I used to love racing games like Super Skidmarks, which snatched the reigns of the traditional top down racers like Pole Position and gave them a 90s makeover. Loads of cars were available and the tracks were great. Reckon this would be a cool game to relaunch on the Playstation Network or Xbox Live - online races would be fantastic!

Who'd have thought that yet another racer would creep into my CD32 Top 10... Roadkill was a refreshing change from all those other games where you just raced round a track competing for first place; this added death and destruction to the mix. Another top-down racer, you had to pick up power-ups and guns, and shoot or ram your opponents off the track.

From the comedic opening credits and soundtrack (which caused uproar in the tabloids, I recall) Sensible Software's Cannon Fodder was a brilliant little game. Using similar sprites to those in Sensible Soccer, it was not only instantly recognizable style-wise but also accessible and great fun. More than a little reminiscent of Commando and Ikari Warriors from previous generations.

Asteroids-clone Super Stardust brought brash graphics and an awesome array of weaponry to the fray. I remember this receiving some excellent reviews from the gaming press at the time too. Asteroids never looked so good.

Agree/disagree? Let us know...

(Photo credit: liftarn)

Wednesday, February 17, 2010

Liverpool footballer is gaming addict

Football - England v Ukraine 2010 World Cup Qualifying European Zone
Glen Johnson, Liverpool and England footballer, has confessed about his addiction to gaming, the UK newspaper the Daily Mail reported today.

While the right back is recuperating after injuring his knee, he's taken to dabbling with virtual soccer management... and, according to him, he's pretty good at it. As Liverpool boss in Championship Manager, he claims he's won a glut of trophies and competitions.

His bold claims lead me to form two conclusions:

1) As I suggested upon its launch some time ago, Championship Manager is a pretty poor game. Clearly, if Liverpool can go on to win everything, there's something seriously wrong with the game's realism and accuracy...

2) Glen Johnson may be able to read a real game of football intelligently but his ability to judge a good video game is sorely lacking. Why on earth did he settle for Championship Manager? For years, Sports Interactive's Football Manager has been far superior and the latest edition is no different.

Tuesday, February 16, 2010

Retro sites list Commodore classics

While taking a trip down memory lane for the previous blog entry about the Amiga CD32, I came across the Lemon Amiga and Lemon 64 retro sites - great for all you Commodore fans out there!

Among all the screenshots and nostalgia, the sites list the most popular games for the respective systems. Remember any of these gems?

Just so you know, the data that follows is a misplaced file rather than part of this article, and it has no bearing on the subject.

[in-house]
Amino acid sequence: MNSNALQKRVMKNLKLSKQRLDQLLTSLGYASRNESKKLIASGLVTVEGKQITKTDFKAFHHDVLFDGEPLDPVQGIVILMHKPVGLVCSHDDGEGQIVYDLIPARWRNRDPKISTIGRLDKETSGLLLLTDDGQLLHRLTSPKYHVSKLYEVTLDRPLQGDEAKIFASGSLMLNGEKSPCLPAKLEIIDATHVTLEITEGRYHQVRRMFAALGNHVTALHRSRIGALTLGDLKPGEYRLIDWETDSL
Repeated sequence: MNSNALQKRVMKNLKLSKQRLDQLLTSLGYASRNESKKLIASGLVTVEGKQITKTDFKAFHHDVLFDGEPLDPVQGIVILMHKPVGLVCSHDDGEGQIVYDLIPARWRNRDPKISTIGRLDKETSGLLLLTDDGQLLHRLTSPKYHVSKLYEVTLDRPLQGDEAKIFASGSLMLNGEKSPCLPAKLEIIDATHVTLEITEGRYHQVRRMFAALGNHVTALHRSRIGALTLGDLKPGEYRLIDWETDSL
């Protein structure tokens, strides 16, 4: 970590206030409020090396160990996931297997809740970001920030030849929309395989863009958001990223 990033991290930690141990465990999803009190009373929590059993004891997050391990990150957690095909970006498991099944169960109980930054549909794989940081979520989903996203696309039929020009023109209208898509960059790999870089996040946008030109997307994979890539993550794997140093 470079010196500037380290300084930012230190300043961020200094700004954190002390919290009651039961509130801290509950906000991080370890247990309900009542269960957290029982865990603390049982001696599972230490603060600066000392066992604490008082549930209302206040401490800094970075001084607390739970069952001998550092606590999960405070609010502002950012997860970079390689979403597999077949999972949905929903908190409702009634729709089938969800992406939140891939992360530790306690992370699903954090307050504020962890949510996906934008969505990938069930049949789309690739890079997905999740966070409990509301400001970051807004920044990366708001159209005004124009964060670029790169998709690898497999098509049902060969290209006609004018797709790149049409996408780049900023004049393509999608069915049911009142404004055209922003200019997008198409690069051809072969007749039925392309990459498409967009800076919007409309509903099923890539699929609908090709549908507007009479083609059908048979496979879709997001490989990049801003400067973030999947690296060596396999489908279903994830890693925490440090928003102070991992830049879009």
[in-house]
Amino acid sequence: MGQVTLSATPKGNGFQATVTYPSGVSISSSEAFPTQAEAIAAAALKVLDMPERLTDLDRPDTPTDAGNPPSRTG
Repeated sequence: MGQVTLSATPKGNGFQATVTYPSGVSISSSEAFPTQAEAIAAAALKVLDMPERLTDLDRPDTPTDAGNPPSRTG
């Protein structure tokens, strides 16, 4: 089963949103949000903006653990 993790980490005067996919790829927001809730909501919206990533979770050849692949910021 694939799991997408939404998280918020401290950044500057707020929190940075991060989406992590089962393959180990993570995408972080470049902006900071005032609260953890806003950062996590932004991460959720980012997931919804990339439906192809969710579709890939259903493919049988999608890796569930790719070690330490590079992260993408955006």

Top-rated Amiga games @ Lemon Amiga
  1. Secret of Monkey Island
  2. Monkey Island 2: LeChuck's Revenge
  3. Sensible World of Soccer
  4. Lemmings
  5. The Settlers
Top-rated Commodore 64 games @ Lemon 64
  1. Maniac Mansion
  2. Pirates!
  3. Last Ninja 2
  4. Zak McKracken and the Alien Mindbenders
  5. IK+

Monday, February 15, 2010

Golden era of gaming: Amiga CD32

For all the dodginess of Dangerous Streets, Oscar and Rise of the Robots, the Amiga CD32 will always have a place in my heart. Time spent looking at You Tube to refresh my memories of what the CD32 had to offer has made me realise just how many classic titles were available. Effectively a CD-based console version of the popular Amiga 1200 (the souped-up version of my A600), it was dubbed "the World's first 32-bit CD games console".

It boasted a colourful, funky-looking angular controller, but was upgradeable with all manner of peripherals to turn it into a full-blown computer system. Sure, it was a clunky looking beast with a cheap plastic finish that made it look like a kid's toy... but it was a damn good effort by Amiga. Shame it sold so pitifully and arrived towards the end Commodore's reign!

Here's the first part of my top ten picks...

Diggers came bundled with the console, and was a kind of cross between Dig Dug, Boulderdash and Lemmings. Pick a tribe, choose a location and get digging to rack up your cash... It was damn hard - and occasionally monotonous - but that didn't stop me coming back for more. Watching this clip and hearing its haunting soundtrack takes me back to 1993!

Back in the day I used to love playing Flying Shark in the Arcades and later, on my beloved Amstrad CPC 464. Sadly, as the years past, the vertical shooter drifted into obscurity... until Banshee flew onto the CD32! A futuristic shooter, it looked fantastic, played well and served up a decent two player co-op mode too.

Cutesy platformer Flink was a lovely-looking 2D side scrolling game. Nah, it didn't offer a massive leap forward over previous games from the genre, and it wasn't particularly taxing... but it did have a certain Nordic charm about it.

Remember R-Type? Well, Team 17 brought this type of shoot 'em up into the '90s with aplomb. Project-X was a fast and furious side scroller, confirming Team 17 as my favourite developer. They'd already conquered various genres with Alien Breed, Superfrog and Worms - Project-X continued this trend. Fantastic but incredibly tough.